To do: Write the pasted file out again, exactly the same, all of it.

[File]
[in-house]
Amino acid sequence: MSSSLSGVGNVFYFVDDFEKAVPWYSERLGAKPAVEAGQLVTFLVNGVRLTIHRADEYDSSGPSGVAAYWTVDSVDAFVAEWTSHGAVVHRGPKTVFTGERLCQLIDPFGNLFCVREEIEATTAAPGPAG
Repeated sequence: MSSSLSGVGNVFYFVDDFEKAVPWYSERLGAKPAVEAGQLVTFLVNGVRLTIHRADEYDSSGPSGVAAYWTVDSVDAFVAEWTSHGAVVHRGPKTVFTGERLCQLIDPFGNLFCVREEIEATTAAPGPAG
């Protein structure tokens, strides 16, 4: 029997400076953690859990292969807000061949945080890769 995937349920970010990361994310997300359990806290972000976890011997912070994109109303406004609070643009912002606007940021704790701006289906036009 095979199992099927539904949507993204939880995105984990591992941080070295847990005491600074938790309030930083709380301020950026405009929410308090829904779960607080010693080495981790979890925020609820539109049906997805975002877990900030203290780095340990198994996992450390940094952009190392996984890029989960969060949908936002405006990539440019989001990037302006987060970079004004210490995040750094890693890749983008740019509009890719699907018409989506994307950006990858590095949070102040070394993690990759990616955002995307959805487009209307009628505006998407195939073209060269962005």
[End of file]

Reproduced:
[in-house]
Amino acid sequence: MSSSLSGVGNVFYFVDDFEKAVPWYSERLGAKPAVEAGQLVTFLVNGVRLTIHRADEYDSSGPSGVAAYWTVDSVDAFVAEWTSHGAVVHRGPKTVFTGERLCQLIDPFGNLFCVREEIEATTAAPGPAG
Repeated sequence: MSSSLSGVGNVFYFVDDFEKAVPWYSERLGAKPAVEAGQLVTFLVNGVRLTIHRADEYDSSGPSGVAAYWTVDSVDAFVAEWTSHGAVVHRGPKTVFTGERLCQLIDPFGNLFCVREEIEATTAAPGPAG
């Protein structure tokens, strides 16, 4: 029997400076953690859990292969807000061949945080890769 995937349920970010990361994310997300359990806290972000976890011997912070994109109303406004609070643009912002606007940021704790701006289906036009 095979199992099927539904949507993204939880995105984990591992941080070295847990005491600074938790309030930083709380301020950026405009929410308090829904779960607080010693080495981790979890925020609820539109049906997805975002877990900030203290780095340990198994996992450390940094952009190392996984890029989960969060949908936002405006990539440019989001990037302006987060970079004004210490995040750094890693890749983008740019509009890719699907018409989506994307950006990858590095949070102040070394993690990759990616955002995307959805487009209307009628505006998407195939073209060269962005």